You know what they say: kindness is contagious. That’s why we love Be Kind to Animals Week, which kicks off today! Be Kind to Animals Week is celebrated every year during the first week in May, and this year marks its 99th anniversary. And while we know that you’re kind to animals all year round, this week is a great excuse to get active. Here are four ways you can show your compassion for furry friends everywhere:
Join the ASPCA Advocacy Brigade: Sign up for the Advocacy Brigade to receive important alerts from the ASPCA. We’ll contact you when we need your help fighting for laws against animal cruelty.
Help Fight Puppy Mills: Most pet store puppies come from puppy mills—large, sub-standard breeding facilities. Help us put puppy mills out of business by pledging not to shop in stores that sell puppies (not even for food or toys!).
Show Your Virtual Support: Spread the word about Be Kind to Animals Week through Facebook, Twitter, or your blog! And if you haven’t already, join us on Facebook, Twitter, Pinterest, Instagram and Google+ to keep track of breaking animal welfare news.
Volunteer: From walking dogs to fundraising, there are tons of ways you can get involved with your local animal shelter. Even if you can’t make a long-term commitment, consider lending a hand today! We can always use the help.
Hal is a four-year-old cat who was found on the street, abandoned in a box. He suffered severe dental problems that caused him extreme pain. At the ASPCA Animal Hospital, Hal had several teeth extracted and all of his fur shaved.
It was a long road to recovery, and it took Hal some time to heal and warm up to his human companions at the ASPCA Adoption Center. Today, Hal is a social and affectionate cat who loves attention. He might feel a bit nervous in his new surroundings, but if you approach him slowly, he’ll soon come out of his shell and will be ready for plenty of lap time.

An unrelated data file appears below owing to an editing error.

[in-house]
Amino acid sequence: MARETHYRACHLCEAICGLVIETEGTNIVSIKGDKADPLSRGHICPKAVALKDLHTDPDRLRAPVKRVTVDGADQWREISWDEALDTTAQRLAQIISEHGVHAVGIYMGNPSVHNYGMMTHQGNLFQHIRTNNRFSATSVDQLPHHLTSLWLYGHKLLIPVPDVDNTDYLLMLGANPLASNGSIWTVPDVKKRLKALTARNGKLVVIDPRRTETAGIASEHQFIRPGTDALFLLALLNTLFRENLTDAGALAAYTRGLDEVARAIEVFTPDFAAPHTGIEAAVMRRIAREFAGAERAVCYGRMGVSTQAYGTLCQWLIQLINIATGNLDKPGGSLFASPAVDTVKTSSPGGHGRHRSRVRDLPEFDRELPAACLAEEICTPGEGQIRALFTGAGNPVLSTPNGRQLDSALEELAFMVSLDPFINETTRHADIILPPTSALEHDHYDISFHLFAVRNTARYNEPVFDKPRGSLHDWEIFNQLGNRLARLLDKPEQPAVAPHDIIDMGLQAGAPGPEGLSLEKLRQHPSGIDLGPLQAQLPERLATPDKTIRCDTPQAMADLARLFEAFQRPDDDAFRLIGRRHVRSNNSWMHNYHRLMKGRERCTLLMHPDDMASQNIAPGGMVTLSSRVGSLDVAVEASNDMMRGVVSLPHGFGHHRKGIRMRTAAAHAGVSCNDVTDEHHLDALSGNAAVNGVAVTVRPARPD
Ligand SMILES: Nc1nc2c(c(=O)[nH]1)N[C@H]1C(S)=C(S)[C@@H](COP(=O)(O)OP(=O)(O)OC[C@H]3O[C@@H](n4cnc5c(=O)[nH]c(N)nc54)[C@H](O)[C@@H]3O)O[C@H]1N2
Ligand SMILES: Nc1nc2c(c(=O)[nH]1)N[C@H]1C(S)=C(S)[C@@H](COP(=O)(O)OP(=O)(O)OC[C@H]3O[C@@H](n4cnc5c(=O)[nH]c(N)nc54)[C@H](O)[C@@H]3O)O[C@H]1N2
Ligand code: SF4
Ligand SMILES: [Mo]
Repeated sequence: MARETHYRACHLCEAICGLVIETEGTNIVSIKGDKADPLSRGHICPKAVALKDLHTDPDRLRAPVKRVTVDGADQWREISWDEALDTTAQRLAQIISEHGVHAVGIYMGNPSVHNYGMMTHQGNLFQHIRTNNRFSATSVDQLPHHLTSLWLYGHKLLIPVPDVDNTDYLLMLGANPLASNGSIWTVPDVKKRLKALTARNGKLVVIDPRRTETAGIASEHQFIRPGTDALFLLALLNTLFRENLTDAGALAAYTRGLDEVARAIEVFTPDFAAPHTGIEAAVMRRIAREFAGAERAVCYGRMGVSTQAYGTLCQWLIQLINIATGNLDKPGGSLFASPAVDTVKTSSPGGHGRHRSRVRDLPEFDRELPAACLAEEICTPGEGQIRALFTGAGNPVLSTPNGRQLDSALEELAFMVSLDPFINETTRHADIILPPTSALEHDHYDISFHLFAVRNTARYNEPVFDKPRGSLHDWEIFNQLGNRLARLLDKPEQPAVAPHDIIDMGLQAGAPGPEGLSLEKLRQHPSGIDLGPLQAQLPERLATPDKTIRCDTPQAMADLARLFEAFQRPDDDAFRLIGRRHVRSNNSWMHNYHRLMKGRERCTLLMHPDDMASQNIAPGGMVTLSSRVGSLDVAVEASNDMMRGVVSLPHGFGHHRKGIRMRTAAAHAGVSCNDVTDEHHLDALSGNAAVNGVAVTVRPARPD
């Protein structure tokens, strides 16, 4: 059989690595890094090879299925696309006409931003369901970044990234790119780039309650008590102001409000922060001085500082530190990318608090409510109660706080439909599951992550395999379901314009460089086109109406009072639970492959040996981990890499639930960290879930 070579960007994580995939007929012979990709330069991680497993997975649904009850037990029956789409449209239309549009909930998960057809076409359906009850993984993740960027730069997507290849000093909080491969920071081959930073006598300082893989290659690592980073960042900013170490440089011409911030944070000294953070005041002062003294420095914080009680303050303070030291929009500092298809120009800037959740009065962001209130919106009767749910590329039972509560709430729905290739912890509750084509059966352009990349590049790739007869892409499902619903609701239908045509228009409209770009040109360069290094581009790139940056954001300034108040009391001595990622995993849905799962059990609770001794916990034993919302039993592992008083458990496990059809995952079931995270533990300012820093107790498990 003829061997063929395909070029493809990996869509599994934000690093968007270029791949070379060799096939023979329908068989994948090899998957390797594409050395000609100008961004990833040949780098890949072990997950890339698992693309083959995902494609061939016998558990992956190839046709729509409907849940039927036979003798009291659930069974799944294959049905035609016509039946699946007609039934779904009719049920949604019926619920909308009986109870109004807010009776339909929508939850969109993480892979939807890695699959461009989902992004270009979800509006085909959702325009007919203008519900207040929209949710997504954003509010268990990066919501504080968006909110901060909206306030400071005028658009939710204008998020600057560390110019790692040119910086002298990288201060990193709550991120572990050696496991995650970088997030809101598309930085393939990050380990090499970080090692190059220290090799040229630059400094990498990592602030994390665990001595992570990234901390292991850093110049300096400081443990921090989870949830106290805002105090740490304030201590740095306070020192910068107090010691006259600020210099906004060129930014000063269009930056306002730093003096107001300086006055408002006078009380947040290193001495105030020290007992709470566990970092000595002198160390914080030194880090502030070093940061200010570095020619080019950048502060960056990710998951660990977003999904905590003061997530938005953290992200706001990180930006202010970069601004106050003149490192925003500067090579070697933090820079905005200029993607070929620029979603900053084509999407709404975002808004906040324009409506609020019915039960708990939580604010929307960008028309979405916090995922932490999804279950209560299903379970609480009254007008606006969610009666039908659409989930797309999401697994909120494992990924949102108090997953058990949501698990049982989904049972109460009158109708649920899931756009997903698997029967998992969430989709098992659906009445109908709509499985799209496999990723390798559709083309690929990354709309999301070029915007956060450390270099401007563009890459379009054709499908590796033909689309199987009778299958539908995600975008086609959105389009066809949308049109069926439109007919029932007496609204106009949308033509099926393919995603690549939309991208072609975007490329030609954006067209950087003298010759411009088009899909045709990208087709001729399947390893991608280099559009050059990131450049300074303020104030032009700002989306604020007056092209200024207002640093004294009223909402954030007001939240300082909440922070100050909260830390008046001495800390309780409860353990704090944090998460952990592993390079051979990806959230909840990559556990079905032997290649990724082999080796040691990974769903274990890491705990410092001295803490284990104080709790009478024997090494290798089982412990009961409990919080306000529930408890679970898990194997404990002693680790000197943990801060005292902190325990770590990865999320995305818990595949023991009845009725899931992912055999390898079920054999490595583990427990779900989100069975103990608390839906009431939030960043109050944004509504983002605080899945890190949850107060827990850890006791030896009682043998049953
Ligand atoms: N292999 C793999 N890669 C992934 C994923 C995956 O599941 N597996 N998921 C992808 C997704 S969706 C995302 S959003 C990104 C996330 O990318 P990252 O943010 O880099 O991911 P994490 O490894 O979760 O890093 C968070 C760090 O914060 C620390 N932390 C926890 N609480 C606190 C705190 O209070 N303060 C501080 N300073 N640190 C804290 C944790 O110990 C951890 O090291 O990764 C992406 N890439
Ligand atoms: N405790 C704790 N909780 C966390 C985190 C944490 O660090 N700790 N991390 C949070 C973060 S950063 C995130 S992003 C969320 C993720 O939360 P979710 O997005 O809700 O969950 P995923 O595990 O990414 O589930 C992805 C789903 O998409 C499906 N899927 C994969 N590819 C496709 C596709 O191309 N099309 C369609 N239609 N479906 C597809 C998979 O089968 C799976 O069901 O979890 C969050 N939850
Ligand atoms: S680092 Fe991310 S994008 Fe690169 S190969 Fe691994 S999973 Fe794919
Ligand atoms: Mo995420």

Hal would do best in an adults-only home with an experienced cat adopter. He doesn’t like to be around dogs, but with the proper introductions, he could cohabitate with a friendly cat.
Halis available for adoption at the ASPCA Adoption Center. If you are interested in adopting please call our Adoptions department in New York City at (212) 876-7700 ext. 4120. To learn more about Hal, please visit his page.
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In honor of National Animal Advocacy Day (April 30), we’re running a special series on the blog this week to honor those individuals who dedicate their energies to standing up for animals. Meet our final profiled citizen lobbyist, Lisa King of Columbia, Connecticut.
Though a frequent donor to reputable animal causes, including the ASPCA, Lisa King had never been involved in advocacy work at the grassroots level.
“I've signed petitions to save the wolves of Michigan or the baby seals of Canada, or any other cause that could result in responsible legislation that protects any animal,” she says. “But I've never done anything where I was actually physically involved in something as worthwhile as [for example] trying to eliminate puppy mills.”
Then she learned the ASPCA was asking Connecticut residents to attend our "Voices for Animals Day" in Hartford last February, “I knew I had to be there,” she says.
Lisa, an operating room nurse at a local hospital, likens an animal’s vulnerability to that of a child's. “The term ‘Voices for Animals’ explains it perfectly,” she says. “The weak and the vulnerable need our protection.”
An avid animal lover all of her life, the 59-year-old has been an ASPCA member “for as long as I can remember,” she says. “I respect the ASPCA’s tireless efforts to help animals, and the ASPCA, in turn, is respected by the community.”
Lisa has two rescued cats, Manny and Dexter, from the same litter. “They couldn't be more unalike. I love my boys,” she says.